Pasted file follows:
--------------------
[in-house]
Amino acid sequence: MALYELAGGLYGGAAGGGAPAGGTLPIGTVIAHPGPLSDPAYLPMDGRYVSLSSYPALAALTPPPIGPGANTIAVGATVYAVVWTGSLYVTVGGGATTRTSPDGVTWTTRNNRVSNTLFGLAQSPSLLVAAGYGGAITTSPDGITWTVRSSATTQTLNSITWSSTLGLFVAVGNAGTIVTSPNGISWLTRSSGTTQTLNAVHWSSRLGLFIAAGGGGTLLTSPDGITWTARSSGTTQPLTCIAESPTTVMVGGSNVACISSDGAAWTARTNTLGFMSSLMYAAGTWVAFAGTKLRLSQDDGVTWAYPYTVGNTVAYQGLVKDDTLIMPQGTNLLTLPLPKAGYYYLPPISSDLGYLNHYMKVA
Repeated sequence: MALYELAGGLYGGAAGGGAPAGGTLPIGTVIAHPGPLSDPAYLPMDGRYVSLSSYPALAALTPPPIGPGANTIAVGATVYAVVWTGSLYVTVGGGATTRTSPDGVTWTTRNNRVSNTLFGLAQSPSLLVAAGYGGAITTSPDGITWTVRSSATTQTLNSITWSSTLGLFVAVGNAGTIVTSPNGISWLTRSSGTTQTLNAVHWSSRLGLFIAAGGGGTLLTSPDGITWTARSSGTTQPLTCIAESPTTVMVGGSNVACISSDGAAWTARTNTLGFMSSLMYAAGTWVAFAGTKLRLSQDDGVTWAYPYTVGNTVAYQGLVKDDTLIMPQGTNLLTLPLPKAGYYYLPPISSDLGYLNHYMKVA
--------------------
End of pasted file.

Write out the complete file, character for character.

[in-house]
Amino acid sequence: MALYELAGGLYGGAAGGGAPAGGTLPIGTVIAHPGPLSDPAYLPMDGRYVSLSSYPALAALTPPPIGPGANTIAVGATVYAVVWTGSLYVTVGGGATTRTSPDGVTWTTRNNRVSNTLFGLAQSPSLLVAAGYGGAITTSPDGITWTVRSSATTQTLNSITWSSTLGLFVAVGNAGTIVTSPNGISWLTRSSGTTQTLNAVHWSSRLGLFIAAGGGGTLLTSPDGITWTARSSGTTQPLTCIAESPTTVMVGGSNVACISSDGAAWTARTNTLGFMSSLMYAAGTWVAFAGTKLRLSQDDGVTWAYPYTVGNTVAYQGLVKDDTLIMPQGTNLLTLPLPKAGYYYLPPISSDLGYLNHYMKVA
Repeated sequence: MALYELAGGLYGGAAGGGAPAGGTLPIGTVIAHPGPLSDPAYLPMDGRYVSLSSYPALAALTPPPIGPGANTIAVGATVYAVVWTGSLYVTVGGGATTRTSPDGVTWTTRNNRVSNTLFGLAQSPSLLVAAGYGGAITTSPDGITWTVRSSATTQTLNSITWSSTLGLFVAVGNAGTIVTSPNGISWLTRSSGTTQTLNAVHWSSRLGLFIAAGGGGTLLTSPDGITWTARSSGTTQPLTCIAESPTTVMVGGSNVACISSDGAAWTARTNTLGFMSSLMYAAGTWVAFAGTKLRLSQDDGVTWAYPYTVGNTVAYQGLVKDDTLIMPQGTNLLTLPLPKAGYYYLPPISSDLGYLNHYMKVA